Earlier I posted a get well to Black Sabbath’s Tony Iommi based on yesterday’s news that he is battling lymphoma. That got me feeling a little introspective about how much Black Sabbath has contributed to the good things in my life. Would there have been heavy metal without Black Sabbath? Maybe there would be, maybe not. But if there was, it would certainly be a different beast than the one we enjoy today. So for everything Tony and the rest of Sabbath have given us, I say thank you.
A lot of people cite the first album or “Vol. 4” as their favorite Sabbath album, but not me, I’m all about “Master of Reality”, which is rather ironic given that I didn’t really like the album when I first bought it. I remember I was living in Michigan and my school did a 7th grade trip to Toronto which involved a long bus ride, a hotel, and chaperones. I’m not sure how I got talked into this trip as that sort of school activity was really not my thing. But off I went and I remember really hating the trip. However, my parents had given me some money for food and essentials and somehow I found myself in a position to buy music. I think we may have been given the opportunity to buy souvenirs or something and instead I used the chance to buy some music north of the border.
I snagged the cassette version of “Master of Reality” which quickly made its way into my ever-present Walkman. I remember thinking it was weird because the cassette casing was black with white text rather than the white or beige case with black text that I was used to. At the time the album didn’t do much for me; I wasn’t old enough to appreciate it yet. That would come later. Sure, I liked the songs that I already knew from the “We Sold Our Soul For Rock and Roll” compilation (“Sweet Leaf” and “Children of the Grave”) but the rest of the songs, not so much.
It wasn’t until my late teens or early twenties that the true greatness of “Master of Reality” became clear. I mean, hello, “Lord of this World” is a killer track and one of my all time favorites. You hear it on the radio once in awhile, and Corrosion of Conformity did a killer cover of it for the “Nativity in Black” compilation.
Part of my initial discontent with the album may have been the two instrumental tracks, “Embryo” and “Orchid.” I had no patience for tracks like those at 13-14. Now I think they are cool little classically influenced baroque-like interludes that refresh the palette between tracks of monster riffage.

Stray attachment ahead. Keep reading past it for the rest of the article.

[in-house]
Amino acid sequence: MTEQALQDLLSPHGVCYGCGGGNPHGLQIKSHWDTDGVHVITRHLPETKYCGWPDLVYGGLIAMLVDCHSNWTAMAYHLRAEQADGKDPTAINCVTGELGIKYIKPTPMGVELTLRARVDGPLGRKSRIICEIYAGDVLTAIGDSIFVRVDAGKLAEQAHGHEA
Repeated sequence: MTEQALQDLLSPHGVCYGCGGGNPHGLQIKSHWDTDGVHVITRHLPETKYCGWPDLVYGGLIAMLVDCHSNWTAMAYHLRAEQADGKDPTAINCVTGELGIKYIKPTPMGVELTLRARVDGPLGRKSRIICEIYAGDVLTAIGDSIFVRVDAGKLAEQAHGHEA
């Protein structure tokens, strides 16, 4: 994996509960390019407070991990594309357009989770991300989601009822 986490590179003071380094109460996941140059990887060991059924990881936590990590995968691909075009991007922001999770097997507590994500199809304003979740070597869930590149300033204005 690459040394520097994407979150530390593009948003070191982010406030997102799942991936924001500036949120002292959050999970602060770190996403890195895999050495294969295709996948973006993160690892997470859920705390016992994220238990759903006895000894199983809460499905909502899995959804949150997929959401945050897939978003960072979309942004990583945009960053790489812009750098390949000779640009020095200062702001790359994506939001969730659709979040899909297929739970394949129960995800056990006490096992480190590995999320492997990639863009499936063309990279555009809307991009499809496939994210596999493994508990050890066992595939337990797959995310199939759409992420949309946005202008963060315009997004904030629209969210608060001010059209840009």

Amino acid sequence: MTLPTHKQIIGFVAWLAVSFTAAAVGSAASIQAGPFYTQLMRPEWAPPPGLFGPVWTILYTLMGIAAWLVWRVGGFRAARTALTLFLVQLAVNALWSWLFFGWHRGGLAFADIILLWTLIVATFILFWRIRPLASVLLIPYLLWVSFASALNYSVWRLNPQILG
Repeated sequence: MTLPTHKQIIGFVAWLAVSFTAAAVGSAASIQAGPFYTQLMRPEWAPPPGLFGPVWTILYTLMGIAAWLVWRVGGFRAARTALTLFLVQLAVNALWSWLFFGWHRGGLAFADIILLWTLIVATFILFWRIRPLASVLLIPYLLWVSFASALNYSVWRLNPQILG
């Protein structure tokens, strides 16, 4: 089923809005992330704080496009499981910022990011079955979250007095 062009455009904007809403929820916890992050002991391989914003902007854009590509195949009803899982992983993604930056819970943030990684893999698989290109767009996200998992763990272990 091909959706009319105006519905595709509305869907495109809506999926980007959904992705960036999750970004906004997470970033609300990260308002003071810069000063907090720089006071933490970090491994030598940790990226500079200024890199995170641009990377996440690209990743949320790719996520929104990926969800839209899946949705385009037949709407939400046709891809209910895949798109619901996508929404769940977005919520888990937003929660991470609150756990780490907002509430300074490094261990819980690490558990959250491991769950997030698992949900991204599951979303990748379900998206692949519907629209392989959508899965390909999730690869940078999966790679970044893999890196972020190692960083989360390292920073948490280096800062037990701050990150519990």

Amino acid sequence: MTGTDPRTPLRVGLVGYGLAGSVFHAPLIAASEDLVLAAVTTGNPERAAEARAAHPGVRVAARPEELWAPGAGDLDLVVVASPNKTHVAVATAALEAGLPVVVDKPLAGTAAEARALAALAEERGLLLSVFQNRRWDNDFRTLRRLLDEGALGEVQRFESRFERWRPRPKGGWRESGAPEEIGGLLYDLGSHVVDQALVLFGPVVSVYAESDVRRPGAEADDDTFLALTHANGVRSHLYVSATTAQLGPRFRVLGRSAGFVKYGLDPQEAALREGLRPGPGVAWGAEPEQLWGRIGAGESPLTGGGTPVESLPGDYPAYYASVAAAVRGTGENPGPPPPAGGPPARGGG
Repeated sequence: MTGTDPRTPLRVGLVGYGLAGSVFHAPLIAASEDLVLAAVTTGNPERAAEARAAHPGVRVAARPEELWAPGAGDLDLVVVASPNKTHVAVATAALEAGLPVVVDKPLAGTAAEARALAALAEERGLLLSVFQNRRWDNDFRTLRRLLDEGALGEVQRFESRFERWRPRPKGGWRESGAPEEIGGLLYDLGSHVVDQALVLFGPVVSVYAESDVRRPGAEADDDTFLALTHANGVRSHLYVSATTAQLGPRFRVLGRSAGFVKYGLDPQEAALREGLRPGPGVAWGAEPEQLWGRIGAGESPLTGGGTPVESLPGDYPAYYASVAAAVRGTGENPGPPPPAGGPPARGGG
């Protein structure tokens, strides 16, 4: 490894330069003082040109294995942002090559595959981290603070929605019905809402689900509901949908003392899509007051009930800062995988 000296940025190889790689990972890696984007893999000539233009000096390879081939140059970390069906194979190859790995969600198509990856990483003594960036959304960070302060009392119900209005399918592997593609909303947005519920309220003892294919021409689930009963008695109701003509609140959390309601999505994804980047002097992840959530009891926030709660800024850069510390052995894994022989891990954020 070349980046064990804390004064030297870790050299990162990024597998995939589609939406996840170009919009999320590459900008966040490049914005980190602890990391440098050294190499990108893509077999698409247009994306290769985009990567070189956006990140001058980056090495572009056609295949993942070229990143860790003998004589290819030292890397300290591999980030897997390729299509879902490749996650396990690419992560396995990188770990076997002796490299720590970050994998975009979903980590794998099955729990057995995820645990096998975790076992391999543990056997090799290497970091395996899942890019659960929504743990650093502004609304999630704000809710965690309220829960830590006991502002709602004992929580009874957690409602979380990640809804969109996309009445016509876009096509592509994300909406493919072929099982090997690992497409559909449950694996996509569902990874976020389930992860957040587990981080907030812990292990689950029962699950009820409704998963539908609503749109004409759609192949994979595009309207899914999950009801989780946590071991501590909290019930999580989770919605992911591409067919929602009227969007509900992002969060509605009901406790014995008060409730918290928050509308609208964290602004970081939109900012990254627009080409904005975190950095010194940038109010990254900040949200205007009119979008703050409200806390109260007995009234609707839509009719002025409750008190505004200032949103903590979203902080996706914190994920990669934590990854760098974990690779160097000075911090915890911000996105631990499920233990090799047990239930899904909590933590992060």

Whenever anyone would go on a rant about how Black Sabbath or Ozzy were purveyors of devil music I would just shake my head and point to “After Forever.” Maybe this song was a response to the people who were giving them a hard time, I don’t know, but this song basically smacks you in the face and tells you what a fool you are if you haven’t seen the light. They actually say the words “God is the only way to love.” I’m not a religious person but this is about the most anti-devil worship song I know this side of Stryper. I think it’s more of a layman’s perspective of God, which is cool, I can relate to that.
This leaves the last two songs on the album, “Into the Void” and “Solitude.” I’ve never been all that excited by “Into the Void”, but it does have some really cool guitar work. I tend to skip over it in my haste to get to “Solitude.” There’s nothing particularly metal about this song and it really surprised me when I heard it. This is the prettiest thing I’ve ever heard Ozzy sing. It’s slow and peaceful and practically New Age spa music. But it’s also one of my all time favorite Sab tunes. I can only think of maybe one or two other songs that I have ever heard that come close to touching the pure melancholy of this song. I don’t know what they wrote it about, but it touches on the loss of someone, probably a lover but it’s vague enough to be used with anyone, and how achingly alone they are in the resulting solitude. I break out this song when I’m at my lowest moments, which is probably why I have such a sentimental feeling towards it. Back in the day when I played I attempted my own recording of this song, but I couldn’t even hint at the greatness of the original.
So there you have it, my two cents on what I consider the greatest Black Sabbath album. Though that’s really like saying which of your children is your favorite. As soon as I name “Master of Reality” my favorite album I think of songs like “Snow Blind” and “Sabbath, Bloody Sabbath” and feel guilt over not including those related albums as well. It’s tough, because Black Sabbath has given us such a wealth of classic heavy metal music. I’m looking forward to the currently-in-the-works Sabbath album as one more jewel in their crown.